Randall Collins – Violence as emotional dominance: Micro-sociological causes

https://vimeo.com/75568821

One of the great contemporary sociologists/social theorists working in the United States, Prof. Randall Collins, gave a talk earlier this year as part of the Cardiff University Distinguished Lecture Series.  Here he offers a engaging précis of his microsociological approach to the question of violence, explored in detail in his book-length treatment of the topic from 2009. No time to offer criticisms now but I may get a chance over the Christmas break.  The microsociology of Christmas shopping (emotional dominance, forward panic, tension, and the violence of buggies banging against tired ankles etc) awaits.

Violence as Emotional Dominance: Micro-sociological causes.

Emotional dominance of one’s opponent is the key to what happens in violence-threatening situations.  The main emotion observed in such situations is confrontational tension/fear, and this makes most violence blustering and incompetent; most physical damage happens after one side establishes emotional dominance. Hence most successful violence looks like an atrocity. We will consider what causes emotional dominance; prolonged struggles over dominance and their pathways to “forward panic” overkill against defeated victims; stalemates in which emotional dominance is never established and the contest winds down; and emotional stalemates resulting in prolonged war of attrition.  Micro-sociological evidence incorporates visual images and close observation of emotional expression, time-sequences of events, subjective phenomenology, and physiological correlates. Practical advice is suggested for dealing with violent situations.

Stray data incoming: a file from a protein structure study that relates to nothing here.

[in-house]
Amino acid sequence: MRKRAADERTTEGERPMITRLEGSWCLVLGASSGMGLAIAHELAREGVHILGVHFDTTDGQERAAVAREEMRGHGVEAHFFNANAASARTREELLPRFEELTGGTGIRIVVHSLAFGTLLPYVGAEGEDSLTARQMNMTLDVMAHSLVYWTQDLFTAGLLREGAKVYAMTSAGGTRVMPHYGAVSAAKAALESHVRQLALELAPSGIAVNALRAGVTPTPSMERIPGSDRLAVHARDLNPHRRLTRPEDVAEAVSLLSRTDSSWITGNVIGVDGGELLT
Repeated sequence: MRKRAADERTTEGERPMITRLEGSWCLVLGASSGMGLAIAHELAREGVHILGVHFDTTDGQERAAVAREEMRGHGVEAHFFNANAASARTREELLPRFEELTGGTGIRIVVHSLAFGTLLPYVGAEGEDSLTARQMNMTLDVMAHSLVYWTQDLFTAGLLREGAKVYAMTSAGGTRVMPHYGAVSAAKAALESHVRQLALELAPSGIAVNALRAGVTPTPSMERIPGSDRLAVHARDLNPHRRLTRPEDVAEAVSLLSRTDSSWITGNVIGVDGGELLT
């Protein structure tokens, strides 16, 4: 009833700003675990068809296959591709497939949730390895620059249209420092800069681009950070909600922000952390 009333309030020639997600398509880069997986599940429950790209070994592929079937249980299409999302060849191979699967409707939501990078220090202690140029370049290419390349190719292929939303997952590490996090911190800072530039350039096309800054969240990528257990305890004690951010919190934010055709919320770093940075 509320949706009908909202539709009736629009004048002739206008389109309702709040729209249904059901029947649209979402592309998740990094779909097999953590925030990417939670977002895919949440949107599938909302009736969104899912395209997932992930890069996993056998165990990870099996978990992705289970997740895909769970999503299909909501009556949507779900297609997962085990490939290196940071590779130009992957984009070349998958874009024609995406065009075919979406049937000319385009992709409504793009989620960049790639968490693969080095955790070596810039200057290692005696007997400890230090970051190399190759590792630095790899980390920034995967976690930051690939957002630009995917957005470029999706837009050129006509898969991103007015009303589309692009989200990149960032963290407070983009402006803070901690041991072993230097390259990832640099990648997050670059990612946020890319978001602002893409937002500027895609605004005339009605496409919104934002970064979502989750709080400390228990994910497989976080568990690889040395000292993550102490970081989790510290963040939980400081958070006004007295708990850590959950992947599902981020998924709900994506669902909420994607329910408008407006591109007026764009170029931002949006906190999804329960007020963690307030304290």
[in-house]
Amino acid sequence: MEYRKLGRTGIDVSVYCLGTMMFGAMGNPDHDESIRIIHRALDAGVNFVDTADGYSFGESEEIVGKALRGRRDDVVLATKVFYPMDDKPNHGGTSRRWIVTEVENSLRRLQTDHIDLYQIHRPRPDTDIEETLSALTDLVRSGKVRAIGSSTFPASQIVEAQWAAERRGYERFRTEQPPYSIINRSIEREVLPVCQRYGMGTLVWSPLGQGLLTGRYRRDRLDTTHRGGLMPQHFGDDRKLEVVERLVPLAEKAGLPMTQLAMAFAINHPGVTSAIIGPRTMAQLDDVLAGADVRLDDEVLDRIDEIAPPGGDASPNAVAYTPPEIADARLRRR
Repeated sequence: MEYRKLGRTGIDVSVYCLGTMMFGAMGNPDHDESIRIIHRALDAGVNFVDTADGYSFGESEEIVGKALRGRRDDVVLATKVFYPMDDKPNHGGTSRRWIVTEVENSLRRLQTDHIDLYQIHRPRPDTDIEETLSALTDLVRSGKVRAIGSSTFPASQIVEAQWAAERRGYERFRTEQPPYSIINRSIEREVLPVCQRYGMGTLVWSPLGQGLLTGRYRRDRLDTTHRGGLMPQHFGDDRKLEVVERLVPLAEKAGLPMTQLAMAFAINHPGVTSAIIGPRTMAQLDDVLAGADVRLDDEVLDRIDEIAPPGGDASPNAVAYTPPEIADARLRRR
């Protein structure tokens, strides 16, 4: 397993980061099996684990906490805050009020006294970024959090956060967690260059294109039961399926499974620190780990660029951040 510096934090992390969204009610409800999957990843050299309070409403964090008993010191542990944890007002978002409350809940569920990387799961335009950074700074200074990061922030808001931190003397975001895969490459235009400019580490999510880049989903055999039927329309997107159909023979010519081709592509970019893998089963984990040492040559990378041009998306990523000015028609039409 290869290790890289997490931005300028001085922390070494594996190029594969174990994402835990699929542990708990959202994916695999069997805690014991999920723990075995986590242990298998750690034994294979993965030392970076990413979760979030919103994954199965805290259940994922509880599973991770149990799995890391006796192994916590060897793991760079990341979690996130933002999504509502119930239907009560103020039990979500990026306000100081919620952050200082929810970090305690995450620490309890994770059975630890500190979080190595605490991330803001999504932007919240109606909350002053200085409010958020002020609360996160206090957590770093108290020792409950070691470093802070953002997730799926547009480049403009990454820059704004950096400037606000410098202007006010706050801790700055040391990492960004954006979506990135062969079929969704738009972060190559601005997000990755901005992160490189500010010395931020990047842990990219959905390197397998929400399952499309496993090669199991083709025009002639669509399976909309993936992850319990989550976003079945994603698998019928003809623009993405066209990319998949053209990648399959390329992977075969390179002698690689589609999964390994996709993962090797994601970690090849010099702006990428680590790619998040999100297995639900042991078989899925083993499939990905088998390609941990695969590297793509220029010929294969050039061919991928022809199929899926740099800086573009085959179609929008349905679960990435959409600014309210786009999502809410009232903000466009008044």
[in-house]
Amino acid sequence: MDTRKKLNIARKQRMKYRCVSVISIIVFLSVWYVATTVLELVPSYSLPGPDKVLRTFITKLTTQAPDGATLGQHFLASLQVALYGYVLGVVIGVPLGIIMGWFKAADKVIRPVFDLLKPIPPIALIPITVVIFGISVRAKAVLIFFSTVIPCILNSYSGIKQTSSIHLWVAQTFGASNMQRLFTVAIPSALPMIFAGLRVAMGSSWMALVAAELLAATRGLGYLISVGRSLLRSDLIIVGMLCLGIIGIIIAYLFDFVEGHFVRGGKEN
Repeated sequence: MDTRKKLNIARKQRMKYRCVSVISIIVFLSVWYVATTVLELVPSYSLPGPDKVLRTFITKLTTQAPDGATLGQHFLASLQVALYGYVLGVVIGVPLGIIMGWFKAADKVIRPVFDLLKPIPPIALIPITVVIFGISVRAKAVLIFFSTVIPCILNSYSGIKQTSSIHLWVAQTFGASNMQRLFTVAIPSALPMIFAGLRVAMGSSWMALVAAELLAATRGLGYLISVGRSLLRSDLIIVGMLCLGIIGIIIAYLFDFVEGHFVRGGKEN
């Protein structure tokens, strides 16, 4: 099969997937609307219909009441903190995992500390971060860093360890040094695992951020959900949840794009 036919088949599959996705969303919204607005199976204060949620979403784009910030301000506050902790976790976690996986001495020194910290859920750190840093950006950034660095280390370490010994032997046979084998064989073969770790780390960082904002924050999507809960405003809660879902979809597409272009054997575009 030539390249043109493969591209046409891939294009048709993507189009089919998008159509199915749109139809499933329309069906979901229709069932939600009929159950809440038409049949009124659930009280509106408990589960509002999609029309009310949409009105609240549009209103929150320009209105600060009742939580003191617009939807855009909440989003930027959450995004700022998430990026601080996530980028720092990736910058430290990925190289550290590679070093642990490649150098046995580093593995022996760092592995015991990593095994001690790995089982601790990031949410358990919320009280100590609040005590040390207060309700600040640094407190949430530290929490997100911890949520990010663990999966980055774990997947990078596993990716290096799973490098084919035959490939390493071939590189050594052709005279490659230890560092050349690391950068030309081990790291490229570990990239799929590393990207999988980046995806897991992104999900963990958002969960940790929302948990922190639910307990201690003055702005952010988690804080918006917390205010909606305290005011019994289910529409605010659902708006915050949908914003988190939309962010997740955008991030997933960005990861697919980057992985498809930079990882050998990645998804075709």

Randall Collins is Dorothy Swaine Thomas Professor of Sociology at University of Pennsylvania. He was President of the American Sociological Association from 2010 to 2011.  Among his publications are Violence: a Micro-Sociological Theory (2008) Interaction Ritual Chains (2004); Macro-History: Essays in Sociology of the Long Run (1999); and The Sociology of Philosophies: a Global Theory of Intellectual Change (1998).

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